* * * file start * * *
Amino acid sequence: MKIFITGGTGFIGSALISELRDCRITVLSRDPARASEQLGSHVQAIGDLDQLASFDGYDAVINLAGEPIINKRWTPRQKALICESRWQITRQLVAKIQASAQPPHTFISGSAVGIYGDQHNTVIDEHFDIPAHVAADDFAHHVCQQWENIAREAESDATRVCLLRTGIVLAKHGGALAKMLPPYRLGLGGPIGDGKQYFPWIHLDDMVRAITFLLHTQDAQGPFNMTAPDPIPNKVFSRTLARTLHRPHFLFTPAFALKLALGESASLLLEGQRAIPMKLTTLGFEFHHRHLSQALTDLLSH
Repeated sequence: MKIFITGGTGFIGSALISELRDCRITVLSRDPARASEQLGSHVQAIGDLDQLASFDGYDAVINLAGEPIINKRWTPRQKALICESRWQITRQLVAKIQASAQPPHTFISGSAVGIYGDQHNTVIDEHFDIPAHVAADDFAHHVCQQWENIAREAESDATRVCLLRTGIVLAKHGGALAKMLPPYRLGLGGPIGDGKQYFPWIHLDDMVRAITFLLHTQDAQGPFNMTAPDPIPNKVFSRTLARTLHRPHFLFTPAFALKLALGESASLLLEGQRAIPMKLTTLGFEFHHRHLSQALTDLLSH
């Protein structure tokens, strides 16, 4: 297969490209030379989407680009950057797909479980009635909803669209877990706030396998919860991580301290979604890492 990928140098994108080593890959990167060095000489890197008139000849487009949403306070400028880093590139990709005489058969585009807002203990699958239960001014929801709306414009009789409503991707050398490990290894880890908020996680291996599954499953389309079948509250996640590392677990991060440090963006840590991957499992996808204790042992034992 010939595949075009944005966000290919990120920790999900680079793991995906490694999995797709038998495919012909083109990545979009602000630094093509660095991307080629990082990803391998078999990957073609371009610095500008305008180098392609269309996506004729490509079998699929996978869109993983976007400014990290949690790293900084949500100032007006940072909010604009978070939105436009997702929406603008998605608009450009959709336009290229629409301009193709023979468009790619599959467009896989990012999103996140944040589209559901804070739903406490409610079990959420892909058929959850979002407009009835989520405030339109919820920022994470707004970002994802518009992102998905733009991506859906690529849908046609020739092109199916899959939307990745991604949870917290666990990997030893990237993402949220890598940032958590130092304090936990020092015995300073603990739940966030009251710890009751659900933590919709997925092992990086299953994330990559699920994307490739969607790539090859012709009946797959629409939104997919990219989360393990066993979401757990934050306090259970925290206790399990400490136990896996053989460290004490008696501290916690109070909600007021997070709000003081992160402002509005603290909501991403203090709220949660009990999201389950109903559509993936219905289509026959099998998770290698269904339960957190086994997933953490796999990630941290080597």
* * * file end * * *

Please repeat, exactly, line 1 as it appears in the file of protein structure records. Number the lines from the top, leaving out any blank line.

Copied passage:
Amino acid sequence: MKIFITGGTGFIGSALISELRDCRITVLSRDPARASEQLGSHVQAIGDLDQLASFDGYDAVINLAGEPIINKRWTPRQKALICESRWQITRQLVAKIQASAQPPHTFISGSAVGIYGDQHNTVIDEHFDIPAHVAADDFAHHVCQQWENIAREAESDATRVCLLRTGIVLAKHGGALAKMLPPYRLGLGGPIGDGKQYFPWIHLDDMVRAITFLLHTQDAQGPFNMTAPDPIPNKVFSRTLARTLHRPHFLFTPAFALKLALGESASLLLEGQRAIPMKLTTLGFEFHHRHLSQALTDLLSH